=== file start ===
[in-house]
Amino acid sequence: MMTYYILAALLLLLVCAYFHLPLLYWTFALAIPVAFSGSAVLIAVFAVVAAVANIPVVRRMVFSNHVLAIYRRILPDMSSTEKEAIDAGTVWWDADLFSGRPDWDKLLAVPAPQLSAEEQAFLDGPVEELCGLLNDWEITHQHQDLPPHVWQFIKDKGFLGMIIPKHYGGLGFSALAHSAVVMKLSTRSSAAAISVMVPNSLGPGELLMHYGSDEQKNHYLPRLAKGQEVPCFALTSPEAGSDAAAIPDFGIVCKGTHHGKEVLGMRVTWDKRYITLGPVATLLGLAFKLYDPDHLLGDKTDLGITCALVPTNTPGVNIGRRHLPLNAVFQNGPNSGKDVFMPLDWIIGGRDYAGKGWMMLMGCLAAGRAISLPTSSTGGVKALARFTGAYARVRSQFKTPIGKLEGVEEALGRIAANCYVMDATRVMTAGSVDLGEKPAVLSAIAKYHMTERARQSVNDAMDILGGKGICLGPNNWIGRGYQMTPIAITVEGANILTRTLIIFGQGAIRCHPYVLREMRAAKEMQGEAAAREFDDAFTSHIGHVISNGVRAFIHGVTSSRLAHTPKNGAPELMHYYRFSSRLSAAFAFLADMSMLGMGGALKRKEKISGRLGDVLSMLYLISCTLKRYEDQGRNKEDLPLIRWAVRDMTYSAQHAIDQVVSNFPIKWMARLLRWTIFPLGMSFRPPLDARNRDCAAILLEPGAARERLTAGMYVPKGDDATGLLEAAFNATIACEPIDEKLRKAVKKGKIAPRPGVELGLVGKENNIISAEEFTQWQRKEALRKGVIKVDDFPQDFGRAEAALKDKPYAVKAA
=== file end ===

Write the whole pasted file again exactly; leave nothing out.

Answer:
[in-house]
Amino acid sequence: MMTYYILAALLLLLVCAYFHLPLLYWTFALAIPVAFSGSAVLIAVFAVVAAVANIPVVRRMVFSNHVLAIYRRILPDMSSTEKEAIDAGTVWWDADLFSGRPDWDKLLAVPAPQLSAEEQAFLDGPVEELCGLLNDWEITHQHQDLPPHVWQFIKDKGFLGMIIPKHYGGLGFSALAHSAVVMKLSTRSSAAAISVMVPNSLGPGELLMHYGSDEQKNHYLPRLAKGQEVPCFALTSPEAGSDAAAIPDFGIVCKGTHHGKEVLGMRVTWDKRYITLGPVATLLGLAFKLYDPDHLLGDKTDLGITCALVPTNTPGVNIGRRHLPLNAVFQNGPNSGKDVFMPLDWIIGGRDYAGKGWMMLMGCLAAGRAISLPTSSTGGVKALARFTGAYARVRSQFKTPIGKLEGVEEALGRIAANCYVMDATRVMTAGSVDLGEKPAVLSAIAKYHMTERARQSVNDAMDILGGKGICLGPNNWIGRGYQMTPIAITVEGANILTRTLIIFGQGAIRCHPYVLREMRAAKEMQGEAAAREFDDAFTSHIGHVISNGVRAFIHGVTSSRLAHTPKNGAPELMHYYRFSSRLSAAFAFLADMSMLGMGGALKRKEKISGRLGDVLSMLYLISCTLKRYEDQGRNKEDLPLIRWAVRDMTYSAQHAIDQVVSNFPIKWMARLLRWTIFPLGMSFRPPLDARNRDCAAILLEPGAARERLTAGMYVPKGDDATGLLEAAFNATIACEPIDEKLRKAVKKGKIAPRPGVELGLVGKENNIISAEEFTQWQRKEALRKGVIKVDDFPQDFGRAEAALKDKPYAVKAA